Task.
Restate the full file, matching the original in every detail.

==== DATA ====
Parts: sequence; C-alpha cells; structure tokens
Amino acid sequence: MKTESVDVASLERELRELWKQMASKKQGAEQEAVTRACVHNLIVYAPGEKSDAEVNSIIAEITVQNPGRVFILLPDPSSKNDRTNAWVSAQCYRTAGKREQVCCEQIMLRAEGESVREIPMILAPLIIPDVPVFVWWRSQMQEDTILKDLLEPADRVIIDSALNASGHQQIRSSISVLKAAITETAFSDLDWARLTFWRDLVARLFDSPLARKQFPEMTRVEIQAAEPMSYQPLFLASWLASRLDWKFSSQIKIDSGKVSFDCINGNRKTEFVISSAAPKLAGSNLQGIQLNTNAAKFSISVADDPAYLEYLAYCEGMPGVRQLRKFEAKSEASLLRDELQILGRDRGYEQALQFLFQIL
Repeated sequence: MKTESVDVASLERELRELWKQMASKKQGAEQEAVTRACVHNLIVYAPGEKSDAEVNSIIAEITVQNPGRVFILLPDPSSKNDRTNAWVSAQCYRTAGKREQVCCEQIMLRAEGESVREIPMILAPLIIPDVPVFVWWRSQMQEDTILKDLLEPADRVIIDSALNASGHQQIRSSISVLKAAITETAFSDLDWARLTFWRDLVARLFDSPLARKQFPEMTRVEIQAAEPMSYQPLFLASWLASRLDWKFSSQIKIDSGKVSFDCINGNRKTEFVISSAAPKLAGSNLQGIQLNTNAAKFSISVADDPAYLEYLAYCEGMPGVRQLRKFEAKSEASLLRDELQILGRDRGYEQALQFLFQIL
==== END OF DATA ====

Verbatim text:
Parts: sequence; C-alpha cells; structure tokens
Amino acid sequence: MKTESVDVASLERELRELWKQMASKKQGAEQEAVTRACVHNLIVYAPGEKSDAEVNSIIAEITVQNPGRVFILLPDPSSKNDRTNAWVSAQCYRTAGKREQVCCEQIMLRAEGESVREIPMILAPLIIPDVPVFVWWRSQMQEDTILKDLLEPADRVIIDSALNASGHQQIRSSISVLKAAITETAFSDLDWARLTFWRDLVARLFDSPLARKQFPEMTRVEIQAAEPMSYQPLFLASWLASRLDWKFSSQIKIDSGKVSFDCINGNRKTEFVISSAAPKLAGSNLQGIQLNTNAAKFSISVADDPAYLEYLAYCEGMPGVRQLRKFEAKSEASLLRDELQILGRDRGYEQALQFLFQIL
Repeated sequence: MKTESVDVASLERELRELWKQMASKKQGAEQEAVTRACVHNLIVYAPGEKSDAEVNSIIAEITVQNPGRVFILLPDPSSKNDRTNAWVSAQCYRTAGKREQVCCEQIMLRAEGESVREIPMILAPLIIPDVPVFVWWRSQMQEDTILKDLLEPADRVIIDSALNASGHQQIRSSISVLKAAITETAFSDLDWARLTFWRDLVARLFDSPLARKQFPEMTRVEIQAAEPMSYQPLFLASWLASRLDWKFSSQIKIDSGKVSFDCINGNRKTEFVISSAAPKLAGSNLQGIQLNTNAAKFSISVADDPAYLEYLAYCEGMPGVRQLRKFEAKSEASLLRDELQILGRDRGYEQALQFLFQIL